Many people think Cedar is the only wood for sauna, perhaps not…
CEDAR – Thuja plicata
Many people are drawn to Cedar as being the best timber available for Sauna. Whilst cedar, redwood and other darker woods are very good timbers, they do have some drawbacks. One of the issues is the odour of the wood once heated in the sauna. For people with upper respiratory problems and allergies, the offensive smell of the warmed cedar could trigger breathing issues. Western Red Canadian Cedar is a lovely wood for using in wardrobes and furniture for its aroma, however this is amplified once the timber is warmed up. Darker timbers also have a tendency to discolour when used in a sauna application, with some redwood turning black and Cedar turning grey. The lightness of the Nordic White Spruce keeps discoloration to an absolute minimum – thereby keeping the sauna fresh looking and fresh smelling.
Nordic Spruce – Picea abies
Nordic Spruce (sometimes known as European Whitewood because of it’s colour) is a very slow grown timber, characterised by narrow growth rings and very tight living knots. Although is is a light wood in appearance, do not confuse with regular pine. Most commonly grown across Scandinavia and other Nordic countries, it is popular in construction and furniture making. This timber has a very straight grain and few resin pockets.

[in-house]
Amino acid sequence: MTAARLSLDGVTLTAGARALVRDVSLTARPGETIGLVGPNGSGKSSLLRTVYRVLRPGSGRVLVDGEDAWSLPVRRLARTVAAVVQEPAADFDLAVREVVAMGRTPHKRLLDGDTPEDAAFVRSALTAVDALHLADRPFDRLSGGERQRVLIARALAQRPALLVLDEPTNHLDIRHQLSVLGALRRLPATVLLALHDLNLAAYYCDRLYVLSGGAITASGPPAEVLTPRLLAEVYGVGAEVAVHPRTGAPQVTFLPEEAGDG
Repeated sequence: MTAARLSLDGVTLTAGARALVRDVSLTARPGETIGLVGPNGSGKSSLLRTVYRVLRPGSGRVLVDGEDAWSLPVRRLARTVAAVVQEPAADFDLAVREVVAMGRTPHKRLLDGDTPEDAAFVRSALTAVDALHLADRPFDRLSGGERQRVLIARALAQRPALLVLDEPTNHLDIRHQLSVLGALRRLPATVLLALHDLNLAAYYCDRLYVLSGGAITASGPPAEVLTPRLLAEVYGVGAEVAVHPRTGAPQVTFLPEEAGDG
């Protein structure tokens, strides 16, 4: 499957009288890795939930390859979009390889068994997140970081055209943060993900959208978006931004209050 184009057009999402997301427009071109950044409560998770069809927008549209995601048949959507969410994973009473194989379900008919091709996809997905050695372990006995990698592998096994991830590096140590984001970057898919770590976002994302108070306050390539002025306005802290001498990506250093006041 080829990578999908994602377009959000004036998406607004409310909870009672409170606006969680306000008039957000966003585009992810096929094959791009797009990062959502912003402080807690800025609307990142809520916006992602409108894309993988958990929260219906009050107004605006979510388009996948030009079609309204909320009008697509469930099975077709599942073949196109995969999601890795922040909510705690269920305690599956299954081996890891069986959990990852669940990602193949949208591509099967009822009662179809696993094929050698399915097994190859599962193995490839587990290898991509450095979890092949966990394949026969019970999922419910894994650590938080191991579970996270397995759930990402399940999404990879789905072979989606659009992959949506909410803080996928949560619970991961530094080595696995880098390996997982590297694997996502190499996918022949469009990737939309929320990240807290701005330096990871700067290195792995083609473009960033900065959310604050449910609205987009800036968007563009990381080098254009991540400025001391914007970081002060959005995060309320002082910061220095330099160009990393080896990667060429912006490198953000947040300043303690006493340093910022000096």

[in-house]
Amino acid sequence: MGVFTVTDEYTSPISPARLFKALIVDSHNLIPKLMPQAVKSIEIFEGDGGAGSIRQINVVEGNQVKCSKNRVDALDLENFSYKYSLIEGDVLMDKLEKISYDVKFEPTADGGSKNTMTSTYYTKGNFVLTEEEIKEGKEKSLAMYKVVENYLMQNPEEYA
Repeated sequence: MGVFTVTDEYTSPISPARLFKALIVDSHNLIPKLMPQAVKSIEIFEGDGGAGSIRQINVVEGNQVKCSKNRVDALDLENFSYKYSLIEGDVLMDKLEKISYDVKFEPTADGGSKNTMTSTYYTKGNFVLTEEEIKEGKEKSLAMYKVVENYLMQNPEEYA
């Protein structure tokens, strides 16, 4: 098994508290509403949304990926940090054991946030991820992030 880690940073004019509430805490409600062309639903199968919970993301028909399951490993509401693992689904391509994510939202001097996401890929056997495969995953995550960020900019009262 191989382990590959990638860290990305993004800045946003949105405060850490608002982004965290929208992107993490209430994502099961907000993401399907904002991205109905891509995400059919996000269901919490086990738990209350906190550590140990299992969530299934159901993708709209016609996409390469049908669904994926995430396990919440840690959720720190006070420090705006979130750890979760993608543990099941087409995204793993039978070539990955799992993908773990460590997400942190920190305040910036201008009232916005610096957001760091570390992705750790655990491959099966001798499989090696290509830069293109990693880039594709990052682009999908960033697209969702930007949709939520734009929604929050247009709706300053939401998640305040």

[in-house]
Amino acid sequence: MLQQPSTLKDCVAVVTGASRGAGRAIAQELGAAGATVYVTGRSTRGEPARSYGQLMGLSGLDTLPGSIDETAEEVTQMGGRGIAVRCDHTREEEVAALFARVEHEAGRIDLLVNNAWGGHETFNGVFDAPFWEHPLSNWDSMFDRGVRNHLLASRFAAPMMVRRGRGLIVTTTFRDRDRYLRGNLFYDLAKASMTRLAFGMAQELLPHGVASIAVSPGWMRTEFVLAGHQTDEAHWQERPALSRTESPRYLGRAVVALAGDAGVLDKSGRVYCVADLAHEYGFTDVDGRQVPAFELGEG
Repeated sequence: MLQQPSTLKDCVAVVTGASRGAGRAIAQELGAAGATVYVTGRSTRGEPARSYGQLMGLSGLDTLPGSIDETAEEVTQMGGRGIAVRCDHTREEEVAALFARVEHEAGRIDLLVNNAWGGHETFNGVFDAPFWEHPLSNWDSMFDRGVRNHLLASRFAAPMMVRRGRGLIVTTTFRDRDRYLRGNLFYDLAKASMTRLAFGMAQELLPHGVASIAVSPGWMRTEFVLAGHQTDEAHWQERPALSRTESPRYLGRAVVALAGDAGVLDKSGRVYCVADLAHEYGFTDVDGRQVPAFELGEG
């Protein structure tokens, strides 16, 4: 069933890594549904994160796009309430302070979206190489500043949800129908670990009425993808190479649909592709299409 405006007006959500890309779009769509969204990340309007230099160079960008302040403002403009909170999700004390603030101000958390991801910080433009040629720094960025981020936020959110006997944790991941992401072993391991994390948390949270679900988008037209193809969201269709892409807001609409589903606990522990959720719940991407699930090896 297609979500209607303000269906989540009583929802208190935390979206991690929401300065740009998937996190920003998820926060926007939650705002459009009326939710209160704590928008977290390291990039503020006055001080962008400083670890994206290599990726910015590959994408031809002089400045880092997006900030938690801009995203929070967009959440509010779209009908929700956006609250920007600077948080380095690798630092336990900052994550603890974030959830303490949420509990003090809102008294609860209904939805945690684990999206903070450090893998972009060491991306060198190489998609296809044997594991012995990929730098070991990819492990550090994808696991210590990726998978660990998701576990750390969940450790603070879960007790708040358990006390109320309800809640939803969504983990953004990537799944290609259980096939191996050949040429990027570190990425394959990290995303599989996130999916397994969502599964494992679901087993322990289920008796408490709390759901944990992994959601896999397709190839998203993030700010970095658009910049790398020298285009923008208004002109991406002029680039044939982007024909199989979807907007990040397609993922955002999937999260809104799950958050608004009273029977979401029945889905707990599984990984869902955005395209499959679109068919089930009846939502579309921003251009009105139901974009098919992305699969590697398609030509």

What about New Zealand Spruce?
Due to our climate NZ timbers grow very fast and are not really suitable for sauna. Some examples of New Zealand grown Spruce can found in the Craggieburn ranges, Conical hill and some other 600ha across the South Island, however these timbers are not commercially available on a large scale. This species was mainly planted experimentally between the 1920’s and 1940’s and has been largely ignored since. This timber is inferior, as the Nordic grown variety is matured in it’s native environment and over grown over a longer time span.
Nordic Spruce timber is steam and heat treated for over two days, after this process it is known as thermally modified or Thermowood. This process further stabilises the timber and removes moisture and most of the resin, creating a product that is perfect for the high temperatures of sauna. In comparison with Cedar, Thermowood is 25% more thermally efficient, thus better suited to sauna. As a general rule, the higher the water content in a timber, the higher the thermal conductivity and the bigger the loss of temperature if used in a sauna. Stain resistance is another advantage. Darker wood especially redwoods can discolor quite quickly in a sauna environment, turning gray or even black.
Pine – Pinus radiata
This timber is pronne to warping with the heat generated from sauna and contains very loose knots that are prone to dripping resin or falling out altogether. Also due to it’s cellular structure, pine is much more water permeable than Spruce, so more susceptible to rot and mould.
For the reasons stated above, we use Thermowood, derived from Nordic Spruce to ensure best timber for our clients.